Brokers and insurers across South Africa are mobilising to help their clients to register their Sasria claims as the country counts the cost of losses and damage due to the 9−19 July 2021 civil commotion
The civil commotion that tore through areas of KwaZulu-Natal and Gauteng in July 2021 caused damage to business and individual assets totalling billions of rand. But those fortunate enough to have insurance soon realised that claiming for losses caused by civil commotion, public disorder and riot was different to the run of the mill risks they usually claimed for.
Cover for loss or damage due to civil commotion, public disorder and riots (whether politically motivated or not) is almost exclusively available from the state-owned special risks insurer Sasria SOC Limited. And this cover, called a Sasria Coupon, can only be offered as an add-on to your primary insurance contract.
South Africa’s non-life insurers act as non-mandated agents of Sasria and are responsible for issuing these coupons and collecting your premiums on Sasria’s behalf. In practice, your broker or primary insurer will include Sasria cover alongside the assets cover on your commercial or personal insurance policy. The insurer then acts as the go-between between you (the insured) and Sasria in the event of a loss.
By way of example, consider a business that has a commercial insurance policy including Sasria cover for its buildings and vehicles. In the event that one of its drivers has an accident in the normal course of business, it will lodge a claim with the broker, who will assist with registering the claim with the insurer. The insurer will then assess the claim and compensate the business for the damage.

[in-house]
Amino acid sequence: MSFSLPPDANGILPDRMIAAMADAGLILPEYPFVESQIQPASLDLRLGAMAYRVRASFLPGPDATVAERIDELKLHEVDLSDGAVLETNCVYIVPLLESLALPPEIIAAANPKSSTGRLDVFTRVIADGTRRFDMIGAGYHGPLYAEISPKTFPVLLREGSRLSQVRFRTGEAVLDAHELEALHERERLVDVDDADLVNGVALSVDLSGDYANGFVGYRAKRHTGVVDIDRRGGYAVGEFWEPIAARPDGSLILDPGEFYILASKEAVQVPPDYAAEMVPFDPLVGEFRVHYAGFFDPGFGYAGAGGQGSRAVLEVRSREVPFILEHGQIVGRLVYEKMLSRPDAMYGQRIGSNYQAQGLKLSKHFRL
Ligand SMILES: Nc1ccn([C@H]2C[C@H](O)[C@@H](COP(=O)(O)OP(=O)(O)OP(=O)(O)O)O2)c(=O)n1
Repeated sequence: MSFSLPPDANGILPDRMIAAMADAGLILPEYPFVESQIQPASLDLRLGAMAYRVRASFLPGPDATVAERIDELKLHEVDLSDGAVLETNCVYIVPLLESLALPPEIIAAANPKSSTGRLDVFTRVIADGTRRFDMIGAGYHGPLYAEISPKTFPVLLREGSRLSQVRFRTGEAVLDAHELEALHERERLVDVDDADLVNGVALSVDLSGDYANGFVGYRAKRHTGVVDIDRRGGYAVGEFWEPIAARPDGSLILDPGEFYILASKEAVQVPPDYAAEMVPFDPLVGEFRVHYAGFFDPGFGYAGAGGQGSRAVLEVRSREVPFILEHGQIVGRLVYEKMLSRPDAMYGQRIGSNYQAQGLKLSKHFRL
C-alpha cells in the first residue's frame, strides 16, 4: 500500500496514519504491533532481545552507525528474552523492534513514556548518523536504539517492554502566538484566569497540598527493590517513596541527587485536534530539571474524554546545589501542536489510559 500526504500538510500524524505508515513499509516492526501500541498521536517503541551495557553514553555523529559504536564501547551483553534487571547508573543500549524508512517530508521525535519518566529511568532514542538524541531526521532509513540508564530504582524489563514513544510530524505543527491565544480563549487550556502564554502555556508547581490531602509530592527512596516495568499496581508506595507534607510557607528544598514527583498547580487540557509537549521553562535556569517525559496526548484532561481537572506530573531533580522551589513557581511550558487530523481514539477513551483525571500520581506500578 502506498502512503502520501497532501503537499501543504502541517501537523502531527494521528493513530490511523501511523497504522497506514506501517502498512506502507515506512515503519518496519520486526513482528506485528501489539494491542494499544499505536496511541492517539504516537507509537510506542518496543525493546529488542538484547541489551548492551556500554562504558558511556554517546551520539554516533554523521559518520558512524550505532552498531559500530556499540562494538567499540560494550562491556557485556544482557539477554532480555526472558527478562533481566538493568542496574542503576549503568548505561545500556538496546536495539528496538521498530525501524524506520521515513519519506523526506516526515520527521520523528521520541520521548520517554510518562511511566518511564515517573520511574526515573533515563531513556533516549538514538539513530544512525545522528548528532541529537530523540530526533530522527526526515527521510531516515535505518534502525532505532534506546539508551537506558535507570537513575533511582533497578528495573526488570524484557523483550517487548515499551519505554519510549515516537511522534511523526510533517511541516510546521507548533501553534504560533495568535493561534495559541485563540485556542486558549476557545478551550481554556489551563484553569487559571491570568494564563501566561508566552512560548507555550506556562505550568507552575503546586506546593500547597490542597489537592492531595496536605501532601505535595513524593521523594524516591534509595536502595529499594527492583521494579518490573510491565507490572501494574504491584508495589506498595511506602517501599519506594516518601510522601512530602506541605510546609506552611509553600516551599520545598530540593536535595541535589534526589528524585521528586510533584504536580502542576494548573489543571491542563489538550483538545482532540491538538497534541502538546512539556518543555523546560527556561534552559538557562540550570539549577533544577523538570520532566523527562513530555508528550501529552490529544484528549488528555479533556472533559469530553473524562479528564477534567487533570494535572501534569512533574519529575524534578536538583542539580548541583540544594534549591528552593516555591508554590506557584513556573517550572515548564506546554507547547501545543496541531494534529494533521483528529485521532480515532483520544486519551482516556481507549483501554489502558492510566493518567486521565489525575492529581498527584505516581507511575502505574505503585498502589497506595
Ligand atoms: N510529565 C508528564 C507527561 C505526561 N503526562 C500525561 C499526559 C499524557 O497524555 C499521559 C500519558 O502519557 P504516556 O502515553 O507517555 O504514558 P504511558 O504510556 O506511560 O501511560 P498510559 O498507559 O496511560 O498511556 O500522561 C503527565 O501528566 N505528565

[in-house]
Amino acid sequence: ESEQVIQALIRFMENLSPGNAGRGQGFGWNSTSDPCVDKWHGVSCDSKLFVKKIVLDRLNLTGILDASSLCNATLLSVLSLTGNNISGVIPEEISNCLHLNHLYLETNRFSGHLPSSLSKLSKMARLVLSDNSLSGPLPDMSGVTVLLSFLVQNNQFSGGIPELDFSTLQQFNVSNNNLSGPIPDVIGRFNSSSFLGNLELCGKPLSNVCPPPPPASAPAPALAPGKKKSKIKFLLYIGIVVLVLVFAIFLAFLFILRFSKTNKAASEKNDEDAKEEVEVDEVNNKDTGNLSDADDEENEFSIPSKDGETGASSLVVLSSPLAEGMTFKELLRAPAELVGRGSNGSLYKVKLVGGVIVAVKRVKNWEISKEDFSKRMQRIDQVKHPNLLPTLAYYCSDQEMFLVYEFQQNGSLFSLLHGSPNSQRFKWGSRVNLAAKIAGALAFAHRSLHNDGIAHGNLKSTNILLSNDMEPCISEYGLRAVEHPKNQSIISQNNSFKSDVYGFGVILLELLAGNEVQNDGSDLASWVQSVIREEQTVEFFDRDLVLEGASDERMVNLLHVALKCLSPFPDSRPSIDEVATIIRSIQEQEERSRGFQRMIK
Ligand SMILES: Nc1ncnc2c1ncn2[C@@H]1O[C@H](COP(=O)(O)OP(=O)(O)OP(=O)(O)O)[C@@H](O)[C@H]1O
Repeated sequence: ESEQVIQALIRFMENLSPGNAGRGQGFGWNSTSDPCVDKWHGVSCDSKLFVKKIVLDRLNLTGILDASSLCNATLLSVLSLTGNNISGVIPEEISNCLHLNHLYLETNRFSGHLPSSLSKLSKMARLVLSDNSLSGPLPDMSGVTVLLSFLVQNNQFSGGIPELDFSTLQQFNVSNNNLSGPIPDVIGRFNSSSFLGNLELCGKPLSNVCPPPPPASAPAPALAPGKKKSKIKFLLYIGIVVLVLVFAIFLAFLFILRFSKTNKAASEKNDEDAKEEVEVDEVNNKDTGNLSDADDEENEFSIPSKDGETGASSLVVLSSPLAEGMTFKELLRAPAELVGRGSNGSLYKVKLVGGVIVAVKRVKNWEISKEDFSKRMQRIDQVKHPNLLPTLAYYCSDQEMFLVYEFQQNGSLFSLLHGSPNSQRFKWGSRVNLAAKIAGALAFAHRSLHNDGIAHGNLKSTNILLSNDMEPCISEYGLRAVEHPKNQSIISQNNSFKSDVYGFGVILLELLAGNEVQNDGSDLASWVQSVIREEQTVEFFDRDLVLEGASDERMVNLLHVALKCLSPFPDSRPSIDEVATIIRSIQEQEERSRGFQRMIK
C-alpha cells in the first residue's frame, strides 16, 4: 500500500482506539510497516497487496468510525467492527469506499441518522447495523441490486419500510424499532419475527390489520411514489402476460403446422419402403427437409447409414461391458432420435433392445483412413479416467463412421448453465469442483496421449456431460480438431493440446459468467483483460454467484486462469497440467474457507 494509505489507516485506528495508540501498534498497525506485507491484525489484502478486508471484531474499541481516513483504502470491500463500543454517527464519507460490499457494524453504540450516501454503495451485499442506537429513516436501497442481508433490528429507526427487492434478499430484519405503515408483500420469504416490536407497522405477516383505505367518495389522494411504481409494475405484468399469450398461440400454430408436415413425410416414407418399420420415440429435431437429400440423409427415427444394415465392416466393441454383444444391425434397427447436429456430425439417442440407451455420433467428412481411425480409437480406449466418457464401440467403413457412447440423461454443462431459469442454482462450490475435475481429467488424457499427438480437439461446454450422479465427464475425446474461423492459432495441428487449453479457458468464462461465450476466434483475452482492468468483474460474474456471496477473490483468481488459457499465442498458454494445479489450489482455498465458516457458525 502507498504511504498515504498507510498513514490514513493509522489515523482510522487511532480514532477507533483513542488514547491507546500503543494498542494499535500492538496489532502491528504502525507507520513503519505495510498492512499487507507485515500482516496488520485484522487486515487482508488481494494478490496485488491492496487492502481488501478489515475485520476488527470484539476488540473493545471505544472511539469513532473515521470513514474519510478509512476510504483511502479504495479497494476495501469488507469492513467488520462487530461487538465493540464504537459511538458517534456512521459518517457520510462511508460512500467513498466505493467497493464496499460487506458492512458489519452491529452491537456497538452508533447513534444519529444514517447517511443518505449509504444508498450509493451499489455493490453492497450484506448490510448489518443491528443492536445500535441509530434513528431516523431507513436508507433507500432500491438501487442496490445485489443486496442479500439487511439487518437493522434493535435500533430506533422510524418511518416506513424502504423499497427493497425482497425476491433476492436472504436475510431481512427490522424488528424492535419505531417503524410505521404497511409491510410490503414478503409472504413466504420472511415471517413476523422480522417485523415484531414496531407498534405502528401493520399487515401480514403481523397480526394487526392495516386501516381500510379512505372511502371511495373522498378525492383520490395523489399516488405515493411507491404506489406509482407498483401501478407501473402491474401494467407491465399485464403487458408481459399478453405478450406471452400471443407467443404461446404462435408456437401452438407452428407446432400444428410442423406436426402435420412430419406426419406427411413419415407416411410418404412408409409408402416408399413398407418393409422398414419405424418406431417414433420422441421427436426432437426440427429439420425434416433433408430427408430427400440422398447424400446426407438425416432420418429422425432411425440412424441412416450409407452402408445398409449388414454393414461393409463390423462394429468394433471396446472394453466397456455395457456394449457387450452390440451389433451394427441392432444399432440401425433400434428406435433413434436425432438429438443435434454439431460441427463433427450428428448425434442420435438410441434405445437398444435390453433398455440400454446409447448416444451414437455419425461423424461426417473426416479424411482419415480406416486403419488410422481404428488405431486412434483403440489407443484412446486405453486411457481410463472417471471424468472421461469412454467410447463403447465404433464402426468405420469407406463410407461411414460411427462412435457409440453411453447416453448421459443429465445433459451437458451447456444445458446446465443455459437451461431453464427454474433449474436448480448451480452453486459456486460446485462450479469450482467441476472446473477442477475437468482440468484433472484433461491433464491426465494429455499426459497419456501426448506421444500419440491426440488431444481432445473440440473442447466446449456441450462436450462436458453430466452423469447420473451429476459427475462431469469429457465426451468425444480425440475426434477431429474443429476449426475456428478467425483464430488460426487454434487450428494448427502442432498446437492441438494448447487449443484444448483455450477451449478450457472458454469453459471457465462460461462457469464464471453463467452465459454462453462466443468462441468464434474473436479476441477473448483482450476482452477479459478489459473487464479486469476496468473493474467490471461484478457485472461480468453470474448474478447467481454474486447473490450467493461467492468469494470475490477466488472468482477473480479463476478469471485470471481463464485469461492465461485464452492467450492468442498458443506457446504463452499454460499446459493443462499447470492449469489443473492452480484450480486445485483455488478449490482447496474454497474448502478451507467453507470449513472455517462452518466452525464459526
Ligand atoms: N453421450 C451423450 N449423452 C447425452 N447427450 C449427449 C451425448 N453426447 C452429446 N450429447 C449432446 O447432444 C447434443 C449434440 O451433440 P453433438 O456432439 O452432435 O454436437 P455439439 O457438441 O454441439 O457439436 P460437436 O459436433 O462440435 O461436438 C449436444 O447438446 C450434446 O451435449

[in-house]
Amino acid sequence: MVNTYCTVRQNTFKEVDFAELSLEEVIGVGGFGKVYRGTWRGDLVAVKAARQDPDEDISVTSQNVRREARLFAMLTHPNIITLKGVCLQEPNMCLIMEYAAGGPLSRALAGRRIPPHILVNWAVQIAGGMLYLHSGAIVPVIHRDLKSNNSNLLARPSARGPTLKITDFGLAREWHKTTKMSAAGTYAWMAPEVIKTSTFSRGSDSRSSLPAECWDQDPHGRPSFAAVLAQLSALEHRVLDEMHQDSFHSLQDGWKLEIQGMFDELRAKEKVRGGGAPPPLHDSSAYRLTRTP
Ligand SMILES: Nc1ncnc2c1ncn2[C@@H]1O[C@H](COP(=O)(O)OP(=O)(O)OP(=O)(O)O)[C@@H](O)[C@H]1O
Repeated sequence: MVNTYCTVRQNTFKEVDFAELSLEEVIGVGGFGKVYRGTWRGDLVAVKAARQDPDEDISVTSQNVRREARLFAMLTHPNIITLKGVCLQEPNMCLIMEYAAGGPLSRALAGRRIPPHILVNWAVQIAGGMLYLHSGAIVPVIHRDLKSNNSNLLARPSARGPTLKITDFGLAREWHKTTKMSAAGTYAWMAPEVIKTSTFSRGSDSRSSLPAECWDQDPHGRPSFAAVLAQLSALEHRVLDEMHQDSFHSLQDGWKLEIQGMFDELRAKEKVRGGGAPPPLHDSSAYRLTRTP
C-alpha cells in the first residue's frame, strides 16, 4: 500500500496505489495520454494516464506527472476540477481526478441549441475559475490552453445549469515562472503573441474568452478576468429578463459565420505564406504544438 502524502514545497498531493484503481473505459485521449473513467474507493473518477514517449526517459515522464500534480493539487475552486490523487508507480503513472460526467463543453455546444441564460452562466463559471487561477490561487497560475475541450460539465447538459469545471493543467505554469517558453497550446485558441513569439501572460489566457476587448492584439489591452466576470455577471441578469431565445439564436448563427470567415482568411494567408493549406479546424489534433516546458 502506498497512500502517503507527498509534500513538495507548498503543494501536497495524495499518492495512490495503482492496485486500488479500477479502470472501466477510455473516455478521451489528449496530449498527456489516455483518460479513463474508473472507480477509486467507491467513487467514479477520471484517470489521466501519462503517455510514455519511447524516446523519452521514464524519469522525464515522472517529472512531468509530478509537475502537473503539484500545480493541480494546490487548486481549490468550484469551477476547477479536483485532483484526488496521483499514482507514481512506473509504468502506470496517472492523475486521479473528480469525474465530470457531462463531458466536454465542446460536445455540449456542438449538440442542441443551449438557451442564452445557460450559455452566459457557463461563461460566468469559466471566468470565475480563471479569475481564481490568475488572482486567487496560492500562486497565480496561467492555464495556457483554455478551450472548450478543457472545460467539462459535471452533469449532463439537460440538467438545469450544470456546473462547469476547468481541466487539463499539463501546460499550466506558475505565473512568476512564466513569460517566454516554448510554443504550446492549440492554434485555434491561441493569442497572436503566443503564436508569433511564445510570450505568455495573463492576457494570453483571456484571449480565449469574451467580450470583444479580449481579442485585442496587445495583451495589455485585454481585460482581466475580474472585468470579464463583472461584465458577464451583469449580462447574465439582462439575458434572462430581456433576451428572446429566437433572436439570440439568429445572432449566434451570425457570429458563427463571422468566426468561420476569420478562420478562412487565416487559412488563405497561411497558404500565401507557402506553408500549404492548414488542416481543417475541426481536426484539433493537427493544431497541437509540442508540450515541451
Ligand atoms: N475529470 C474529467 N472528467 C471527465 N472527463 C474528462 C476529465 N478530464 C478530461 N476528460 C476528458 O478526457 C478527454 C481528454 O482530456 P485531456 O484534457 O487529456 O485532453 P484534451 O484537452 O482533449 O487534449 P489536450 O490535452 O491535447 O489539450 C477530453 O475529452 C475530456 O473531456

If, however, the vehicle is torched during civil commotion, the claim must be lodged by the insurer with Sasria. In this case the business, again assisted by the broker, will notify its primary insurer of the incident. The insurer will then follow Sasria’s guidelines to register the claim with the special risks insurer. Sasria is then responsible for assessing and paying out these claims.
Sasria can mandate its agents to settle claims on its behalf. As claims volumes soared following the recent unrest, they gave permission to their agents (your insurer) to settle amounts of up to R50 000 on claims relating to civil commotion, subject to all conditions met. Assessors and loss adjusters would still have to be appointed for higher value claims, in line with the special risk insurer’s mandates.
The basic conditions and principles of insurance apply to Sasria cover in much the same way they would apply to an ordinary insurance policy. This means that you (the insured) will still have to prove ownerships of the goods, that large losses will have to be properly assessed and loss adjusted and that the sums insured on the original policy, and by implication the Sasria insurance, are adequate.
The complexities in South Africa’s special risks insurance environment illustrate the benefit of broker advice when entering into a non-life insurance contract, especially for businesses. The FIA encourages all consumers to approach experienced, professional brokers when transacting for insurance, because there is nothing worse than suffering a catastrophic loss only to discover that you are not covered for the risk event.
Lizelle van der Merwe, CEO, Financial Intermediaries Association of Southern Africa